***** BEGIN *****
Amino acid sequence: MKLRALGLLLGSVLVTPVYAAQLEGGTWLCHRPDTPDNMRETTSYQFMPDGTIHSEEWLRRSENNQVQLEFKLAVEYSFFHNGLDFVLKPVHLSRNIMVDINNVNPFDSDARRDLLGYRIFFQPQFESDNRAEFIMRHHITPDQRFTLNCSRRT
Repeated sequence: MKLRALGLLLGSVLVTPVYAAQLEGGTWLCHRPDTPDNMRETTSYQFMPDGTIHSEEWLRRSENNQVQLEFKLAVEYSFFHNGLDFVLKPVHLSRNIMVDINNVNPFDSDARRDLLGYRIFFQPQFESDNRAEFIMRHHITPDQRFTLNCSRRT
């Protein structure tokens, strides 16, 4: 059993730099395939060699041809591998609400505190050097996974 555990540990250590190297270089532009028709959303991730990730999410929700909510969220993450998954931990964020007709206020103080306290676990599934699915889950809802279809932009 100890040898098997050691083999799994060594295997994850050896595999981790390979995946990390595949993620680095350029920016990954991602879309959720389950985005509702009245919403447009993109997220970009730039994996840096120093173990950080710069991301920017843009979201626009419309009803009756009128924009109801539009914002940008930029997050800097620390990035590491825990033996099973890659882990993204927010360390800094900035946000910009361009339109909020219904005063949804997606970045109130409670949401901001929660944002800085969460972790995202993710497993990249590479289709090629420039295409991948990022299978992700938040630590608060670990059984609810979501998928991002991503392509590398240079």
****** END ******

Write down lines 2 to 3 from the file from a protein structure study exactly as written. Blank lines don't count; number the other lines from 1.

Repeated sequence: MKLRALGLLLGSVLVTPVYAAQLEGGTWLCHRPDTPDNMRETTSYQFMPDGTIHSEEWLRRSENNQVQLEFKLAVEYSFFHNGLDFVLKPVHLSRNIMVDINNVNPFDSDARRDLLGYRIFFQPQFESDNRAEFIMRHHITPDQRFTLNCSRRT
């Protein structure tokens, strides 16, 4: 059993730099395939060699041809591998609400505190050097996974 555990540990250590190297270089532009028709959303991730990730999410929700909510969220993450998954931990964020007709206020103080306290676990599934699915889950809802279809932009 100890040898098997050691083999799994060594295997994850050896595999981790390979995946990390595949993620680095350029920016990954991602879309959720389950985005509702009245919403447009993109997220970009730039994996840096120093173990950080710069991301920017843009979201626009419309009803009756009128924009109801539009914002940008930029997050800097620390990035590491825990033996099973890659882990993204927010360390800094900035946000910009361009339109909020219904005063949804997606970045109130409670949401901001929660944002800085969460972790995202993710497993990249590479289709090629420039295409991948990022299978992700938040630590608060670990059984609810979501998928991002991503392509590398240079």